- The Human Experience Lab which applies design thinking to improve public service. The Lab has worked with agencies to reframe existing problems, better understand the needs of customers and stakeholders, build capabilities in human-centred design techniques, and tell stories to inspire decision-makers in ways that will inform their policy design, implementation and communication
- The creation of a Strategic Policy Unit which will identify national priorities and come up with action plans that draw on resources across all its agencies
- The Smart Nation Programme Office. “We are putting in place the infrastructure, policies, ecosystem and capabilities to enable a Smart Nation. We are also encouraging a culture of experimentation and building, and working with citizens and companies to co-create solutions.” Activities covered under this banner include sharing real-time data, mobile applications, and hackathons.
Chile has established an innovation lab, Laboratorio de Gobierno, which looks at innovation projects (reframing and experimenting with services), innovation skills (spreading practical knowledge across and outside government) and ecosystem management investment (engaging outside talent through challenge prizes and civic engagement).
Finland has a Change Makers Network which is “willing to test and adopt modern, explorative and digital ways of working. Participants are all volunteers, and not nominated to represent any particular point of view or ministry in the network. The network-model differs dramatically from the tradition where a working group or committee is set and participants are nominated to fulfill a particular, often elsewhere set target.”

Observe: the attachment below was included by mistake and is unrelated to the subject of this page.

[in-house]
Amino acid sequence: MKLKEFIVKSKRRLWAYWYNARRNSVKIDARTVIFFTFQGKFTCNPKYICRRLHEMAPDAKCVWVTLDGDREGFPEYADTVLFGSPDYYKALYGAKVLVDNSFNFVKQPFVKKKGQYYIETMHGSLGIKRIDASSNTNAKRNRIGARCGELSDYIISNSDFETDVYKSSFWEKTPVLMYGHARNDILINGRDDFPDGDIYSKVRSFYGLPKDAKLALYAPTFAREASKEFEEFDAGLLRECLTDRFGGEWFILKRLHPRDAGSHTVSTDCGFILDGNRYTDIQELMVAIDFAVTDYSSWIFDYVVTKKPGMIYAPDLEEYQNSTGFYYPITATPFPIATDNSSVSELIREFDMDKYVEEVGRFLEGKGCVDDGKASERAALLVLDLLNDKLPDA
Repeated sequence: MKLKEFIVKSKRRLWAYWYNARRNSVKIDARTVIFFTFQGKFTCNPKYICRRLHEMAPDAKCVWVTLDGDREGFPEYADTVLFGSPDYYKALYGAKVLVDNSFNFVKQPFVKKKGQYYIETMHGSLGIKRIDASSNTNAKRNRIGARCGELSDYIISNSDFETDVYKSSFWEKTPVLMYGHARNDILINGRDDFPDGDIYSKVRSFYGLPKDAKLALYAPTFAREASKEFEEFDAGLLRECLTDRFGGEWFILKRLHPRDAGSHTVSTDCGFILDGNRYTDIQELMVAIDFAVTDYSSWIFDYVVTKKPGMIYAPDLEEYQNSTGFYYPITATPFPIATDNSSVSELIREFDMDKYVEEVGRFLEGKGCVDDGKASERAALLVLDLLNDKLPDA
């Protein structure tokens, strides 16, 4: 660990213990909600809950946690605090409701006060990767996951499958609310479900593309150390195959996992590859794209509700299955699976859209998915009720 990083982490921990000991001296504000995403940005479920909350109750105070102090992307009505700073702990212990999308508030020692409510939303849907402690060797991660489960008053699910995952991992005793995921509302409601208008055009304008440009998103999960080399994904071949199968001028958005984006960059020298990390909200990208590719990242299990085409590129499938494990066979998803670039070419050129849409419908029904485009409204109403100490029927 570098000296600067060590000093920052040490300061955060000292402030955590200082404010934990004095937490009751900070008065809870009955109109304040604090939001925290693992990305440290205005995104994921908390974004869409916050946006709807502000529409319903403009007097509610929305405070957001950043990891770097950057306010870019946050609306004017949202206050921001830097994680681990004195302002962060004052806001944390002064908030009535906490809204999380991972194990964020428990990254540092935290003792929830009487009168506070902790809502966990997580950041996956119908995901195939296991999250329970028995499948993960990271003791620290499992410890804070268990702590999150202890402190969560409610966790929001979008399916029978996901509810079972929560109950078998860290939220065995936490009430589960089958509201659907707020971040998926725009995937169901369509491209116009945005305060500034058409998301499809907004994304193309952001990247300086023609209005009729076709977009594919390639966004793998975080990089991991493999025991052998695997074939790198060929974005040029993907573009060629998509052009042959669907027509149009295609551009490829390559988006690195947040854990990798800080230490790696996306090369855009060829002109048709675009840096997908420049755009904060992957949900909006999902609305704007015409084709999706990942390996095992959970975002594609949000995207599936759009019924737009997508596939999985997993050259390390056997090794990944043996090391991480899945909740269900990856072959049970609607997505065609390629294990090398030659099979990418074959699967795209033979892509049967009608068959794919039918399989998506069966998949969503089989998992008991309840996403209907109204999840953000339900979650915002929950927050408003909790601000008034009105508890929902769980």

Sweden has launched Co-Labs, a national design lab that builds capacity for innovation. “In contrast to the typical notion of a design lab as a studio placed on a specific location, Co-Labs builds on strengthening the capacity for innovation in the everyday contexts and environments where societal challenges exist and are to be tackled. The lab will create a learning environment for design and innovation in relation to trying to tackle these challenges.”